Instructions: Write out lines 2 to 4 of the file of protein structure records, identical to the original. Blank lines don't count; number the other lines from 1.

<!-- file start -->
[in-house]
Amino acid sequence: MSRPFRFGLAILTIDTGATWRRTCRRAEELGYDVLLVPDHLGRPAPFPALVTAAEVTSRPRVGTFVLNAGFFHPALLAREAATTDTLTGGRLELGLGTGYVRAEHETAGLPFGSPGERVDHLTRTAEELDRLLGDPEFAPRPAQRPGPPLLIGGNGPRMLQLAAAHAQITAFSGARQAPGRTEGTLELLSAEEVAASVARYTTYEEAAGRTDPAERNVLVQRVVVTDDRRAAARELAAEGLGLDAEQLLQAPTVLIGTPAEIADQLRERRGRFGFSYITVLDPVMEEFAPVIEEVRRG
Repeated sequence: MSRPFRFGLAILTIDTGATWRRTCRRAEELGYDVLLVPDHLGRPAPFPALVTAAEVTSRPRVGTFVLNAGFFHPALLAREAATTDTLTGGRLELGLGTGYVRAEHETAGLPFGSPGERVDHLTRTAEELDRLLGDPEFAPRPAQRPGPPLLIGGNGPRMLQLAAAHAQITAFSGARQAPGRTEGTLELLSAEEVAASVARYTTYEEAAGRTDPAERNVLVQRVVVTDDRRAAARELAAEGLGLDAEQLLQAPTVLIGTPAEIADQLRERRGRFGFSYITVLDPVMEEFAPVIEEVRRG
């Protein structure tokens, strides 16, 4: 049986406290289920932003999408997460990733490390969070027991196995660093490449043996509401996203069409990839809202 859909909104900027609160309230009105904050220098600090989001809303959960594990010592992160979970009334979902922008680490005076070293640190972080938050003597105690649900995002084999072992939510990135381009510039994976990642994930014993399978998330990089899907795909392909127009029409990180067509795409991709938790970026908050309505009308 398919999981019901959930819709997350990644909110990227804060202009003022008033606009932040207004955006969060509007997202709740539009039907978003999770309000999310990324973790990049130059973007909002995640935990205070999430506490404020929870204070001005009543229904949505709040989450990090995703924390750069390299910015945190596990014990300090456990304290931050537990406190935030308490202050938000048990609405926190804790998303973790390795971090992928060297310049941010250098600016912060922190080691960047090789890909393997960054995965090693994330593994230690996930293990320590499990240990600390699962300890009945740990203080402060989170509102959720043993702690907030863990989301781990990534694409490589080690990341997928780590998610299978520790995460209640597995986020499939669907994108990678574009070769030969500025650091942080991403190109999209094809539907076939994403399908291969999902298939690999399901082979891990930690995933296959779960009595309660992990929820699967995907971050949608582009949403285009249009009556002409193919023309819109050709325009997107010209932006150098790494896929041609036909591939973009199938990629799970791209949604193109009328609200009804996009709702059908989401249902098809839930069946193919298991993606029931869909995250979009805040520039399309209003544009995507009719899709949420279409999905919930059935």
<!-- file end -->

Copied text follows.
Amino acid sequence: MSRPFRFGLAILTIDTGATWRRTCRRAEELGYDVLLVPDHLGRPAPFPALVTAAEVTSRPRVGTFVLNAGFFHPALLAREAATTDTLTGGRLELGLGTGYVRAEHETAGLPFGSPGERVDHLTRTAEELDRLLGDPEFAPRPAQRPGPPLLIGGNGPRMLQLAAAHAQITAFSGARQAPGRTEGTLELLSAEEVAASVARYTTYEEAAGRTDPAERNVLVQRVVVTDDRRAAARELAAEGLGLDAEQLLQAPTVLIGTPAEIADQLRERRGRFGFSYITVLDPVMEEFAPVIEEVRRG
Repeated sequence: MSRPFRFGLAILTIDTGATWRRTCRRAEELGYDVLLVPDHLGRPAPFPALVTAAEVTSRPRVGTFVLNAGFFHPALLAREAATTDTLTGGRLELGLGTGYVRAEHETAGLPFGSPGERVDHLTRTAEELDRLLGDPEFAPRPAQRPGPPLLIGGNGPRMLQLAAAHAQITAFSGARQAPGRTEGTLELLSAEEVAASVARYTTYEEAAGRTDPAERNVLVQRVVVTDDRRAAARELAAEGLGLDAEQLLQAPTVLIGTPAEIADQLRERRGRFGFSYITVLDPVMEEFAPVIEEVRRG
């Protein structure tokens, strides 16, 4: 049986406290289920932003999408997460990733490390969070027991196995660093490449043996509401996203069409990839809202 859909909104900027609160309230009105904050220098600090989001809303959960594990010592992160979970009334979902922008680490005076070293640190972080938050003597105690649900995002084999072992939510990135381009510039994976990642994930014993399978998330990089899907795909392909127009029409990180067509795409991709938790970026908050309505009308 398919999981019901959930819709997350990644909110990227804060202009003022008033606009932040207004955006969060509007997202709740539009039907978003999770309000999310990324973790990049130059973007909002995640935990205070999430506490404020929870204070001005009543229904949505709040989450990090995703924390750069390299910015945190596990014990300090456990304290931050537990406190935030308490202050938000048990609405926190804790998303973790390795971090992928060297310049941010250098600016912060922190080691960047090789890909393997960054995965090693994330593994230690996930293990320590499990240990600390699962300890009945740990203080402060989170509102959720043993702690907030863990989301781990990534694409490589080690990341997928780590998610299978520790995460209640597995986020499939669907994108990678574009070769030969500025650091942080991403190109999209094809539907076939994403399908291969999902298939690999399901082979891990930690995933296959779960009595309660992990929820699967995907971050949608582009949403285009249009009556002409193919023309819109050709325009997107010209932006150098790494896929041609036909591939973009199938990629799970791209949604193109009328609200009804996009709702059908989401249902098809839930069946193919298991993606029931869909995250979009805040520039399309209003544009995507009719899709949420279409999905919930059935």